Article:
My Dad was an athlete, but Mama was an inspiration to me in working out and keeping herself in shape. I remember she gained a lot of weight at one point, and she went on her first diet. She did Weight Watchers way back when. I remember watching her embrace her new, healthier lifestyle and loving it. She was so excited to share the good things she could eat and still lose weight. She got back to a normal weight and is always trying to be healthy. Like me, she struggles from time to time and has to get back on track, but she sticks with it. In her 70s, I often call in the middle of her strength-training workout. Her dedication to good health and fitness has helped make it a mainstay in my life. It’s like brushing my teeth, I just do it.

Me and Mama before my 2nd half marathon in Mississippi

Me and Mama before my 2nd half marathon in Mississippi

There are things I picked up from Mama that were not right for me, and we’ve talked openly about those. She lived in a day where women didn’t have the choices or opportunities I have. I struggled with the guilt around making those choices. At times, our relationship has struggled because of my struggles. At times, our relationship has struggled because of her own personal struggles. But, there is so much more that I’ve learned from Mama that is more important. I’ve learned that the best part of the day is to sit down with a friend over a cup of coffee and laugh and move in and out of intimacy. I’ve learned that I want a man that thinks I’m beautiful and embraces my quick wit and temper. I’ve learned that reading is an easy, quick escape and an avenue for broadening my horizons. I’ve learned that it’s okay to try to be beautiful and step into my own style. I’ve learned that life sucks sometimes, and I have to somehow muddle through. I don’t know how women make it without their mothers, and my heart goes out to them. If I hadn’t had her to watch, I have no idea who I’d be today.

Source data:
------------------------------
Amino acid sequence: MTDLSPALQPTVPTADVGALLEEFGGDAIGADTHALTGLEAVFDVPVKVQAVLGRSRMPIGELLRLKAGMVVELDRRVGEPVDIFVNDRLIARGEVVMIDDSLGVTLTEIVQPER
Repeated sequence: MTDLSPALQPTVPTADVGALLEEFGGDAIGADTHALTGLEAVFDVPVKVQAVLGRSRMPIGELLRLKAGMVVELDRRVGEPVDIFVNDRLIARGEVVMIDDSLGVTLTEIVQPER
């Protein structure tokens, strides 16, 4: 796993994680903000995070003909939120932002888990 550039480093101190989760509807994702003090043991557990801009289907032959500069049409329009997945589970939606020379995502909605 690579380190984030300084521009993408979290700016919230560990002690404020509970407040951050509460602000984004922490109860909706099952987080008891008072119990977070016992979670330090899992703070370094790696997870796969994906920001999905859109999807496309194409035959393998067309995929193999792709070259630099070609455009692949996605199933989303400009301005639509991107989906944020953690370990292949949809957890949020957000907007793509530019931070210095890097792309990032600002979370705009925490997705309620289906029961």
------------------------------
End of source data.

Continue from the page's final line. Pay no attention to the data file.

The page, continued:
Thanks, Mama. Happy Mother’s Day to all you Moms out there. You are teaching all us gals how to navigate our worlds. It’s important work.